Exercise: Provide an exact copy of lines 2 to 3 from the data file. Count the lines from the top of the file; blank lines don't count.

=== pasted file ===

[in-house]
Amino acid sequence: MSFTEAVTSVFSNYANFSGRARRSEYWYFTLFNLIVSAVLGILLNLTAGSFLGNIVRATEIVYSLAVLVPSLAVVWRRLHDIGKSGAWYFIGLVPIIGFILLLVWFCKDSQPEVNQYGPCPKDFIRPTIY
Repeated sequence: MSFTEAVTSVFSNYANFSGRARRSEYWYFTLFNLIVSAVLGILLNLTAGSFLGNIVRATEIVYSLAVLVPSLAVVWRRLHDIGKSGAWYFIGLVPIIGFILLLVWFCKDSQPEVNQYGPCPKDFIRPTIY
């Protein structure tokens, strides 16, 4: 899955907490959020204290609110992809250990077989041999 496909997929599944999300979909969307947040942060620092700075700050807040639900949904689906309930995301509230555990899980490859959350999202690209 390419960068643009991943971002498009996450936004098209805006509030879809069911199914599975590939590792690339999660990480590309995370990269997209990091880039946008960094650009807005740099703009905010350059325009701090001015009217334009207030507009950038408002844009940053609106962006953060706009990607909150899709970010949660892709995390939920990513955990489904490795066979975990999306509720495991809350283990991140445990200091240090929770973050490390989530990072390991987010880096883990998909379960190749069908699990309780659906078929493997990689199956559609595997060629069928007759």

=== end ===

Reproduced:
Amino acid sequence: MSFTEAVTSVFSNYANFSGRARRSEYWYFTLFNLIVSAVLGILLNLTAGSFLGNIVRATEIVYSLAVLVPSLAVVWRRLHDIGKSGAWYFIGLVPIIGFILLLVWFCKDSQPEVNQYGPCPKDFIRPTIY
Repeated sequence: MSFTEAVTSVFSNYANFSGRARRSEYWYFTLFNLIVSAVLGILLNLTAGSFLGNIVRATEIVYSLAVLVPSLAVVWRRLHDIGKSGAWYFIGLVPIIGFILLLVWFCKDSQPEVNQYGPCPKDFIRPTIY